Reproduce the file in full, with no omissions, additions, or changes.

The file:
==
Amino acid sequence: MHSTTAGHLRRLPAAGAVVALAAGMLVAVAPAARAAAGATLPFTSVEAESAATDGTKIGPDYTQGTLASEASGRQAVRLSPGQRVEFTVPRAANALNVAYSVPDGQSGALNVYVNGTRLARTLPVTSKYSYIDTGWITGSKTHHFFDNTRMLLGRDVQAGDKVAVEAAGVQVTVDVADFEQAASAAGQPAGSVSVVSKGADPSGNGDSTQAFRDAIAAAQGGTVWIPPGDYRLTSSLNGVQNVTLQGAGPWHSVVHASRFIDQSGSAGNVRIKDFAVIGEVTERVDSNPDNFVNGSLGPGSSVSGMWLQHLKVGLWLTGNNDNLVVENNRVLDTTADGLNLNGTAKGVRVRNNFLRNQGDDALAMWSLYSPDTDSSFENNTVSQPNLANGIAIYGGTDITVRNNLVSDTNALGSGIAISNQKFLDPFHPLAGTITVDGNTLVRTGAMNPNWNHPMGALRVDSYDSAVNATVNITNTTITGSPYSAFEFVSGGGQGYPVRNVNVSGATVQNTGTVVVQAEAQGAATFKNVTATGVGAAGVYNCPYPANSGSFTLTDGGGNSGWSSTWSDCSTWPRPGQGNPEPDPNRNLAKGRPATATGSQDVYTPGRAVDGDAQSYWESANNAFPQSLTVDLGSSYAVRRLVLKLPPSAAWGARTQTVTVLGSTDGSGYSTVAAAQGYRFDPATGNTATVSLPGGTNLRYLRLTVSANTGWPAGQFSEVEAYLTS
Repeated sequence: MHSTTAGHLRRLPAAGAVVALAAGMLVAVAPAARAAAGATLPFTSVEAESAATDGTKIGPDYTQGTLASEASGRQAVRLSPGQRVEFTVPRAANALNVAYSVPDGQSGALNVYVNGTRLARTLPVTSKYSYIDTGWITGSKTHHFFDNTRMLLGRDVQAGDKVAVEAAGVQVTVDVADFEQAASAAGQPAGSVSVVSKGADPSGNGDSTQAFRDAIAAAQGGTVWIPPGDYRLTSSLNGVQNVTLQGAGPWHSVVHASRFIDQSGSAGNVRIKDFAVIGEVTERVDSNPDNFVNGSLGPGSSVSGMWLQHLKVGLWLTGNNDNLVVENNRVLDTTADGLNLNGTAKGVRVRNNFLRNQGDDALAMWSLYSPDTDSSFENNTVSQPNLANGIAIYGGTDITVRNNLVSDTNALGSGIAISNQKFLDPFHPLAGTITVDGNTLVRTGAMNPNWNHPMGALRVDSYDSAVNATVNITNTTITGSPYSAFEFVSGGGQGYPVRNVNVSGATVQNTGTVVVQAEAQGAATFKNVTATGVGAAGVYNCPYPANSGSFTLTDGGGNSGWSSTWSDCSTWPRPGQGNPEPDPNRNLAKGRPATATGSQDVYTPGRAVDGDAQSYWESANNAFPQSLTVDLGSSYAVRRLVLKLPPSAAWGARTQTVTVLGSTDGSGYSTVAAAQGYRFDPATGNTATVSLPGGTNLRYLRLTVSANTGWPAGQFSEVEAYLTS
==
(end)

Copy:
Amino acid sequence: MHSTTAGHLRRLPAAGAVVALAAGMLVAVAPAARAAAGATLPFTSVEAESAATDGTKIGPDYTQGTLASEASGRQAVRLSPGQRVEFTVPRAANALNVAYSVPDGQSGALNVYVNGTRLARTLPVTSKYSYIDTGWITGSKTHHFFDNTRMLLGRDVQAGDKVAVEAAGVQVTVDVADFEQAASAAGQPAGSVSVVSKGADPSGNGDSTQAFRDAIAAAQGGTVWIPPGDYRLTSSLNGVQNVTLQGAGPWHSVVHASRFIDQSGSAGNVRIKDFAVIGEVTERVDSNPDNFVNGSLGPGSSVSGMWLQHLKVGLWLTGNNDNLVVENNRVLDTTADGLNLNGTAKGVRVRNNFLRNQGDDALAMWSLYSPDTDSSFENNTVSQPNLANGIAIYGGTDITVRNNLVSDTNALGSGIAISNQKFLDPFHPLAGTITVDGNTLVRTGAMNPNWNHPMGALRVDSYDSAVNATVNITNTTITGSPYSAFEFVSGGGQGYPVRNVNVSGATVQNTGTVVVQAEAQGAATFKNVTATGVGAAGVYNCPYPANSGSFTLTDGGGNSGWSSTWSDCSTWPRPGQGNPEPDPNRNLAKGRPATATGSQDVYTPGRAVDGDAQSYWESANNAFPQSLTVDLGSSYAVRRLVLKLPPSAAWGARTQTVTVLGSTDGSGYSTVAAAQGYRFDPATGNTATVSLPGGTNLRYLRLTVSANTGWPAGQFSEVEAYLTS
Repeated sequence: MHSTTAGHLRRLPAAGAVVALAAGMLVAVAPAARAAAGATLPFTSVEAESAATDGTKIGPDYTQGTLASEASGRQAVRLSPGQRVEFTVPRAANALNVAYSVPDGQSGALNVYVNGTRLARTLPVTSKYSYIDTGWITGSKTHHFFDNTRMLLGRDVQAGDKVAVEAAGVQVTVDVADFEQAASAAGQPAGSVSVVSKGADPSGNGDSTQAFRDAIAAAQGGTVWIPPGDYRLTSSLNGVQNVTLQGAGPWHSVVHASRFIDQSGSAGNVRIKDFAVIGEVTERVDSNPDNFVNGSLGPGSSVSGMWLQHLKVGLWLTGNNDNLVVENNRVLDTTADGLNLNGTAKGVRVRNNFLRNQGDDALAMWSLYSPDTDSSFENNTVSQPNLANGIAIYGGTDITVRNNLVSDTNALGSGIAISNQKFLDPFHPLAGTITVDGNTLVRTGAMNPNWNHPMGALRVDSYDSAVNATVNITNTTITGSPYSAFEFVSGGGQGYPVRNVNVSGATVQNTGTVVVQAEAQGAATFKNVTATGVGAAGVYNCPYPANSGSFTLTDGGGNSGWSSTWSDCSTWPRPGQGNPEPDPNRNLAKGRPATATGSQDVYTPGRAVDGDAQSYWESANNAFPQSLTVDLGSSYAVRRLVLKLPPSAAWGARTQTVTVLGSTDGSGYSTVAAAQGYRFDPATGNTATVSLPGGTNLRYLRLTVSANTGWPAGQFSEVEAYLTS